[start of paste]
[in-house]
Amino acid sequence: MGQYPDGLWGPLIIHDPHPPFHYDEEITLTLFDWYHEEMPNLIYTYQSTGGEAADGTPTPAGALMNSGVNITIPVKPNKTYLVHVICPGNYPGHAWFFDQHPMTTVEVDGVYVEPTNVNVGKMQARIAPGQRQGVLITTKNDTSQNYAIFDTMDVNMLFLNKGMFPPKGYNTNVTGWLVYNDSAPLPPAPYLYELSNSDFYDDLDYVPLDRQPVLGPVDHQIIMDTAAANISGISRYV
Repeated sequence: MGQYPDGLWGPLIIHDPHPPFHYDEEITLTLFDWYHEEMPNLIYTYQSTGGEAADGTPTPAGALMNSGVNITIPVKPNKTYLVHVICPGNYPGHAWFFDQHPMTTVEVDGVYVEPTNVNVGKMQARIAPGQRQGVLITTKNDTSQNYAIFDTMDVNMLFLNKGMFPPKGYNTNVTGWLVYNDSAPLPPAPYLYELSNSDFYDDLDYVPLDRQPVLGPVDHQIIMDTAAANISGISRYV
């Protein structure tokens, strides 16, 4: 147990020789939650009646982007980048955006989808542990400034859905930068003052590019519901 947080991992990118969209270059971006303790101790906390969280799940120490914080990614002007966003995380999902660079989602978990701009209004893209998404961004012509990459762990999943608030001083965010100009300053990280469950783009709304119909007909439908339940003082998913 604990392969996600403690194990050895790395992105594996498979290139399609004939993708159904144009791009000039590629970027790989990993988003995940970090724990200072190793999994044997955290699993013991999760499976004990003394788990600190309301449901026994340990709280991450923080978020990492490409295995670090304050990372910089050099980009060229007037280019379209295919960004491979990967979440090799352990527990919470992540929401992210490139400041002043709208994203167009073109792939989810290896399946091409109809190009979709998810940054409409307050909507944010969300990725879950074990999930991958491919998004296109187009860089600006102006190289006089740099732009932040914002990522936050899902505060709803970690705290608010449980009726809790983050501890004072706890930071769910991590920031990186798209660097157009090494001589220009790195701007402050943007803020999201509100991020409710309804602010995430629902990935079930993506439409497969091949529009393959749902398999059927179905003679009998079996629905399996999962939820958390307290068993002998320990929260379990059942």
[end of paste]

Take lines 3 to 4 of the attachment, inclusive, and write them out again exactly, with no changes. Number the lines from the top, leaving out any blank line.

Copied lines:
Repeated sequence: MGQYPDGLWGPLIIHDPHPPFHYDEEITLTLFDWYHEEMPNLIYTYQSTGGEAADGTPTPAGALMNSGVNITIPVKPNKTYLVHVICPGNYPGHAWFFDQHPMTTVEVDGVYVEPTNVNVGKMQARIAPGQRQGVLITTKNDTSQNYAIFDTMDVNMLFLNKGMFPPKGYNTNVTGWLVYNDSAPLPPAPYLYELSNSDFYDDLDYVPLDRQPVLGPVDHQIIMDTAAANISGISRYV
């Protein structure tokens, strides 16, 4: 147990020789939650009646982007980048955006989808542990400034859905930068003052590019519901 947080991992990118969209270059971006303790101790906390969280799940120490914080990614002007966003995380999902660079989602978990701009209004893209998404961004012509990459762990999943608030001083965010100009300053990280469950783009709304119909007909439908339940003082998913 604990392969996600403690194990050895790395992105594996498979290139399609004939993708159904144009791009000039590629970027790989990993988003995940970090724990200072190793999994044997955290699993013991999760499976004990003394788990600190309301449901026994340990709280991450923080978020990492490409295995670090304050990372910089050099980009060229007037280019379209295919960004491979990967979440090799352990527990919470992540929401992210490139400041002043709208994203167009073109792939989810290896399946091409109809190009979709998810940054409409307050909507944010969300990725879950074990999930991958491919998004296109187009860089600006102006190289006089740099732009932040914002990522936050899902505060709803970690705290608010449980009726809790983050501890004072706890930071769910991590920031990186798209660097157009090494001589220009790195701007402050943007803020999201509100991020409710309804602010995430629902990935079930993506439409497969091949529009393959749902398999059927179905003679009998079996629905399996999962939820958390307290068993002998320990929260379990059942």